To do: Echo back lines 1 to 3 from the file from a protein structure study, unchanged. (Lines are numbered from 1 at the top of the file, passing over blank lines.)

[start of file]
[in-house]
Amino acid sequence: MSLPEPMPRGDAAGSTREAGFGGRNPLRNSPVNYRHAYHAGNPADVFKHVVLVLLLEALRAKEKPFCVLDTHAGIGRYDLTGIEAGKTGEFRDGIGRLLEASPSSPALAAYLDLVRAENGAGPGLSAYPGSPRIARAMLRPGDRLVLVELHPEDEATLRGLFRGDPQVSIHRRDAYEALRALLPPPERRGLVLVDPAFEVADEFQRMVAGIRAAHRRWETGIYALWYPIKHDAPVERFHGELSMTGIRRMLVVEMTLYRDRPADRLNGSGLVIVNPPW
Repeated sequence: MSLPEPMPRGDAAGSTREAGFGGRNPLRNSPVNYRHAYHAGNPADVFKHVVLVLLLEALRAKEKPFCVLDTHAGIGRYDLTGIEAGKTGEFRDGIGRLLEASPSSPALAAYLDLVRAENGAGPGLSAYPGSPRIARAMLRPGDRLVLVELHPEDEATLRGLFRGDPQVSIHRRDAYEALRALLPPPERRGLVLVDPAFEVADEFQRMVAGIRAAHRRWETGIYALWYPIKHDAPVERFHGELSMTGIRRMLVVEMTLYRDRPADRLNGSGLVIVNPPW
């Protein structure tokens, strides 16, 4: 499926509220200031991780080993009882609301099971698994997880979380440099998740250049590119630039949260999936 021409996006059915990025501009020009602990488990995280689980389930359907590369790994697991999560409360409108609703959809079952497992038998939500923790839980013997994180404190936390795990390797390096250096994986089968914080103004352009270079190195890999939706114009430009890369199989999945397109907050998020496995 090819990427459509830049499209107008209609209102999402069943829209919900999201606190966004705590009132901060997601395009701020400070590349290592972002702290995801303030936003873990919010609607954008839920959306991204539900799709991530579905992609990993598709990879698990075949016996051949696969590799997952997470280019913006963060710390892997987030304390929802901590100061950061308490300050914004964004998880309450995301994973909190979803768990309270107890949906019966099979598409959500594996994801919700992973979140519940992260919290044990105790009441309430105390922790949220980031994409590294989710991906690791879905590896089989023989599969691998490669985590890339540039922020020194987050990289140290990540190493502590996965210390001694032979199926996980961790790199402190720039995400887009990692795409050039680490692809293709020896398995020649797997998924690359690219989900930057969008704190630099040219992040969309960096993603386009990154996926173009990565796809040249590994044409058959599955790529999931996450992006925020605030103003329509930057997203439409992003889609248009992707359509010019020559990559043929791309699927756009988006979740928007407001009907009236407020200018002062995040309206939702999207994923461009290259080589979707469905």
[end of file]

[in-house]
Amino acid sequence: MSLPEPMPRGDAAGSTREAGFGGRNPLRNSPVNYRHAYHAGNPADVFKHVVLVLLLEALRAKEKPFCVLDTHAGIGRYDLTGIEAGKTGEFRDGIGRLLEASPSSPALAAYLDLVRAENGAGPGLSAYPGSPRIARAMLRPGDRLVLVELHPEDEATLRGLFRGDPQVSIHRRDAYEALRALLPPPERRGLVLVDPAFEVADEFQRMVAGIRAAHRRWETGIYALWYPIKHDAPVERFHGELSMTGIRRMLVVEMTLYRDRPADRLNGSGLVIVNPPW
Repeated sequence: MSLPEPMPRGDAAGSTREAGFGGRNPLRNSPVNYRHAYHAGNPADVFKHVVLVLLLEALRAKEKPFCVLDTHAGIGRYDLTGIEAGKTGEFRDGIGRLLEASPSSPALAAYLDLVRAENGAGPGLSAYPGSPRIARAMLRPGDRLVLVELHPEDEATLRGLFRGDPQVSIHRRDAYEALRALLPPPERRGLVLVDPAFEVADEFQRMVAGIRAAHRRWETGIYALWYPIKHDAPVERFHGELSMTGIRRMLVVEMTLYRDRPADRLNGSGLVIVNPPW